Black ash (Fraxinus Nigra)

You can recognize Black ash by stout twigs and dark buds. It has flowers in early spring and produces purple clusters. 

Also Called: swamp ash, basket ash, brown ash

Mature Height: 15-18 m

Life Expectancy: 80-130 years

Prefers: sandy soils along banks and streams

Identification tips:

  • Roots are exposed at the base of the trunk, other ash tree roots are not
  • The compound leaves have 7-11 leaflets
  • It has the biggest leaf in the ash family of trees

Benefits:

  • The light brownish wood has unique features that enable it to be peeled into thin sheets or strips, making it ideal for baskets, furniture, etc.

16.Basswood

basswood tree identification, also known as linden
Basswood | Linden (Tilia Americana)

Basswood or American linden has large heart-shaped leaves and very fragrant beautiful blossoms in spring. Its canopy is rounded and symmetrical.

Also Called: linden, whitewood

Mature Height: 20-35 m

Life Expectancy: 100-200 years

Prefers: a variety of soils, moist sand or clay are the most optimal

Identification Tips:

  • Heart-shaped leaves
  • Produces small white-yellowish flowers hanging in clusters

Benefits:

  • Native people used the inner bark of basswood to make rope
  • Tea from basswood flowers is an excellent remedy against flu and colds

17.Beech

beech tree identification
Beech (Fagus Grandifolia)

Most beech trees in Nova Scotia are infected by beech bark disease caused by fungi and insects. It has beautiful bronze coloring in Fall. It’s a slow grower.

Also Called: American beech

Mature Height: 12-24 m

Life Expectancy: 100-200 years

Prefers: a variety of well-drained sites or bottomlands

Identification Tips:

  • Long pointed alternate buds and strongly veined waxy leaves
  • Some leaves remain on the tree in winter

Benefits:

  • Beech’s nuts can be ground into flour and made into coffee-like beverages
  • Fuelwood

18.Grey Birch

grey birch tree identification
Grey birch (Betula Populifolia)

Grey birch trees are easily identified by white-grey bark and triangular leaves. Compared to white birch, the grey birch has a non-peeling bark.

Also Called: wire birch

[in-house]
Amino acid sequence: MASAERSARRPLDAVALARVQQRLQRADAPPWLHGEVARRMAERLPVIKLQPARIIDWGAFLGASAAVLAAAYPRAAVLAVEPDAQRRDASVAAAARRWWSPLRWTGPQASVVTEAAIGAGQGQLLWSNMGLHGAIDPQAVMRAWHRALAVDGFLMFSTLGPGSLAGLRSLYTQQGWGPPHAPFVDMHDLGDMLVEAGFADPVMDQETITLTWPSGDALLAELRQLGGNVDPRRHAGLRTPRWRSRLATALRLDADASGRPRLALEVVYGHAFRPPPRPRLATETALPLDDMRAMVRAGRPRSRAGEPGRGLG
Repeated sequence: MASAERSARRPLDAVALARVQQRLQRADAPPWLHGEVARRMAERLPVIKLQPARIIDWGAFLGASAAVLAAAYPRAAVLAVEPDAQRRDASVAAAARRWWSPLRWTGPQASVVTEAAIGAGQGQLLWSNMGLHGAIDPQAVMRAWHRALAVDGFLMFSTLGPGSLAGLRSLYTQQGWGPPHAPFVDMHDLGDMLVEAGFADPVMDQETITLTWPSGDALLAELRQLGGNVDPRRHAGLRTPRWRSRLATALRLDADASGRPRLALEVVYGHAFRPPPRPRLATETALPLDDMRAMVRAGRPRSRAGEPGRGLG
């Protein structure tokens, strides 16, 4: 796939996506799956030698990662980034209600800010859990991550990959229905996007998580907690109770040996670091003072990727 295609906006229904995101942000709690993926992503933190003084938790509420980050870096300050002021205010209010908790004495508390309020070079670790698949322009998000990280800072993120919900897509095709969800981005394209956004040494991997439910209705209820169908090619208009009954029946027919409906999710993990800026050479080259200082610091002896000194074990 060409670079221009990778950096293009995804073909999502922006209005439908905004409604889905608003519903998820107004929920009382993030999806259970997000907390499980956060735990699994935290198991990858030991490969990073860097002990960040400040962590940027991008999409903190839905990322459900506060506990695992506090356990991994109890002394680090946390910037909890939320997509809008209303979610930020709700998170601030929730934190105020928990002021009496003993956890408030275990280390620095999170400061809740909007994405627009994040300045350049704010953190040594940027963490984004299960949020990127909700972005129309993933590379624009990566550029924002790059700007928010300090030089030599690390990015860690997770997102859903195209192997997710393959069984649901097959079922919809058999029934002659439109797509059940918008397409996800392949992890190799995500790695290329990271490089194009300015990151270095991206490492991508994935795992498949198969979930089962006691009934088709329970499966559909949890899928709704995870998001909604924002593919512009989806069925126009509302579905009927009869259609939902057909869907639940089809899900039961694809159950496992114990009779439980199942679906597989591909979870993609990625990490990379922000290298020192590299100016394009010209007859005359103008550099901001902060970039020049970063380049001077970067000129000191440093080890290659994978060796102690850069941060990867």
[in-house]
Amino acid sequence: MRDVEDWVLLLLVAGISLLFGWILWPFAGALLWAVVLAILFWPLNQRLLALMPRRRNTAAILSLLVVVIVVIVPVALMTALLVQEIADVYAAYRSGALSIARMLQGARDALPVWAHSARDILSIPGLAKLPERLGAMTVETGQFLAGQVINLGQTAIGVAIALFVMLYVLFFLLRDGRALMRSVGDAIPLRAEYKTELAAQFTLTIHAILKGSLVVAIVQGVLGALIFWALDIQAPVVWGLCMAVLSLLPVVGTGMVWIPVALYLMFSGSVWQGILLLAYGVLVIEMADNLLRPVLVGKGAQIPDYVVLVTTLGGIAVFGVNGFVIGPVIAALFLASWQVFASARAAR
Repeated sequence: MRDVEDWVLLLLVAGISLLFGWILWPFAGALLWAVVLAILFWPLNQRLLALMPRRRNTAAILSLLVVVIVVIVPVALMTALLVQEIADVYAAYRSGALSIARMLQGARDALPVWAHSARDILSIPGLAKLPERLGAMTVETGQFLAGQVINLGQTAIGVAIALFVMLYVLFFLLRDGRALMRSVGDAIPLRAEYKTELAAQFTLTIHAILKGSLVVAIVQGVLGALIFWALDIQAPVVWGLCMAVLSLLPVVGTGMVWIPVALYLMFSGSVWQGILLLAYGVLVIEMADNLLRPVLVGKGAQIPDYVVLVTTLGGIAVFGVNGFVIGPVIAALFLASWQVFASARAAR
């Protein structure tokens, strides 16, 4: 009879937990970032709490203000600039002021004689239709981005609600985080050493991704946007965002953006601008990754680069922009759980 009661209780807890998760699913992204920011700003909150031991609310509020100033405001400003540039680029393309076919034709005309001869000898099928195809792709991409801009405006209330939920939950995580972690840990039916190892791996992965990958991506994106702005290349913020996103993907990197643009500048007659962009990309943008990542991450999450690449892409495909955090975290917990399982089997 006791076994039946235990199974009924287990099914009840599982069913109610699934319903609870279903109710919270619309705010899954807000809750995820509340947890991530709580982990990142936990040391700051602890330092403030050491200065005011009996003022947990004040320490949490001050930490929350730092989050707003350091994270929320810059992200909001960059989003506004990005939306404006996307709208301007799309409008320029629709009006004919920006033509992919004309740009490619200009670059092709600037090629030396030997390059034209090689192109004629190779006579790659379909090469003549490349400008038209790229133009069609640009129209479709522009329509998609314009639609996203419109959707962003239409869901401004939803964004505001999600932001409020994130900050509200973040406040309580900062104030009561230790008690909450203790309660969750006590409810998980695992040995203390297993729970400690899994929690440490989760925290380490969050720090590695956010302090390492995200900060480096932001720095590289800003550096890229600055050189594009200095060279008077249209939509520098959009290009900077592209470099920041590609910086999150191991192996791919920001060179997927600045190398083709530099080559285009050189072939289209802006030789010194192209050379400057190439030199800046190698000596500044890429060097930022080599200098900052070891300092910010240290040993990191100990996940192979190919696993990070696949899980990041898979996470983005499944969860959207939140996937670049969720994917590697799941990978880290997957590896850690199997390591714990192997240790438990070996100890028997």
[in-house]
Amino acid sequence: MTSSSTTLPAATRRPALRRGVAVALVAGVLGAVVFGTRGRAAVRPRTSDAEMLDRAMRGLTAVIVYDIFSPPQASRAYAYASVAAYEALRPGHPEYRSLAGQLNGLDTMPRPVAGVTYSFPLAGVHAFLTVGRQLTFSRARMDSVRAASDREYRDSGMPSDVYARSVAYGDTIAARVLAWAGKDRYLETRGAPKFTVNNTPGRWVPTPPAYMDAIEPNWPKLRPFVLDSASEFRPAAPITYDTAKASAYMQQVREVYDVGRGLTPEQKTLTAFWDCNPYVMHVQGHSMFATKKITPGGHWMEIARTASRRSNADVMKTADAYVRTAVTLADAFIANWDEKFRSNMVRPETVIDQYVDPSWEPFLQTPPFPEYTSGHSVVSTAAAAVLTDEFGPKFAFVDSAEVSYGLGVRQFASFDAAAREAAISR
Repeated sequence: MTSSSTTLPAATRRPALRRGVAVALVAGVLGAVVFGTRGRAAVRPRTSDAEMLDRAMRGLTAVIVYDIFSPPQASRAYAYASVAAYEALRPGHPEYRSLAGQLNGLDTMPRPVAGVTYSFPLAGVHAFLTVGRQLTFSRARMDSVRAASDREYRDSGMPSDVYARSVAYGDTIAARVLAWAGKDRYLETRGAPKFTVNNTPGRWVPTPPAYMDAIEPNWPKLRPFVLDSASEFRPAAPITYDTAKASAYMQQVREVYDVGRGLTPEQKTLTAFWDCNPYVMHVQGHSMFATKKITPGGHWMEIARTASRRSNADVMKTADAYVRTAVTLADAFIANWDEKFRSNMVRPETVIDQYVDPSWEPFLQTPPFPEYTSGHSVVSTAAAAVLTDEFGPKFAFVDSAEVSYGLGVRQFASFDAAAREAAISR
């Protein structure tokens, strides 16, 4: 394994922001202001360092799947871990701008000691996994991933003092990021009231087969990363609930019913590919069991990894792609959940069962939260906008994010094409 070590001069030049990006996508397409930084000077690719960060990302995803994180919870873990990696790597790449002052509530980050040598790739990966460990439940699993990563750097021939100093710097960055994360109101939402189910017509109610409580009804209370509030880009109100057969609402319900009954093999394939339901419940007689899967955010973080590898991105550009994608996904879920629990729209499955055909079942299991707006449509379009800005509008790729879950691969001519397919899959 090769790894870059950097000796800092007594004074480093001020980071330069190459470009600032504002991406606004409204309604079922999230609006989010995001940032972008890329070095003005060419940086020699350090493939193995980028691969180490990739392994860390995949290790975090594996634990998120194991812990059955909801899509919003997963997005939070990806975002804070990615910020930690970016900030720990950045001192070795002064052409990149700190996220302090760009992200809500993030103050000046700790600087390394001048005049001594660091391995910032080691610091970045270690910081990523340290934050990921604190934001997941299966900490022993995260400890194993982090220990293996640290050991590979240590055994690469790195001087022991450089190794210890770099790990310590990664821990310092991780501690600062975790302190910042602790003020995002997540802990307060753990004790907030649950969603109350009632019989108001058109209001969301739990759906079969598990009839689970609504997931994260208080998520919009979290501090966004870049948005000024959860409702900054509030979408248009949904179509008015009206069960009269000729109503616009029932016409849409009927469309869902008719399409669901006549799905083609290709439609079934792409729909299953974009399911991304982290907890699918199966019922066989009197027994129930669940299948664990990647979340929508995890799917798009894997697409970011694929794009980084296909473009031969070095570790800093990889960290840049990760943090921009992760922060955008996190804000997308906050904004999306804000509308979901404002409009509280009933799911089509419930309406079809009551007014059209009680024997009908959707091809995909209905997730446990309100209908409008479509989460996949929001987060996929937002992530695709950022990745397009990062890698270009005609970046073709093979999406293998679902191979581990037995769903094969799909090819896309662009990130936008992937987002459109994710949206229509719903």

Mature Height: 6-12 m

Life Expectancy: 20-50 years

Prefers: a wide variety of locations, well-drained, moist, sand or gravel, it can also tolerate areas poor in fertility

Identification Tips:

  • Wiry black colored branches
  • Grey-white non-peeling thin bark
  • Triangular leaves

Benefits: 

  • Barrel hoops, fuelwood

19.White Birch

native trees of nova scotia, white birch tree identification
White birch (Betula Papyrifera)

White or paper birch is best identified by its white papery bark, which peels off in curls.

Also Called: canoe birch, paper birch

Mature Height: 15-25 m

Life Expectancy: 80-130 years

Prefers: a variety of sites

Identification Tips:

  • Bright white trunk with black marks
  • Leaves can be oval or heart-shaped

Benefits: 

  • Veneer, pulpwood, fuelwood
  • One of the best natural timbers

20.Yellow Birch

yellow birch tree identification
Yellow birch (Betula Alleghaniensis)

Yellow birch has a yellowish to grey papery bark and wintergreen scent in the sap of the buds and twigs. Leaves turn bright yellow in Fall.

Also Called: swamp birch, curly birch, black birch, silver birch

Mature Height: 18-25 m

Life Expectancy: 150-200 years

Prefers: rich, moist, well-drained soils

Identification Tips:

  • Crushed twig has a wintergreen smell
  • Yellowish to grey papery bark

Benefits:

  • Aromatic tree with a strong smell and taste of wintergreen tea
  • The sap can be tapped and boiled down to make a wintergreen syrup

21.Ironwood

ironwood tree identification
Ironwood (Ostrya Virginiana)

Ironwood has one of the hardest woods in North America, as its name suggests. It has distinctive flowers that resemble hops.

Also Called: musclewood, levenwood, hardhack, eastern hophornbeam

Mature Height: 10-12 m

Life Expectancy: 50-100 years

Prefers: well-drained sites on slopes and ridges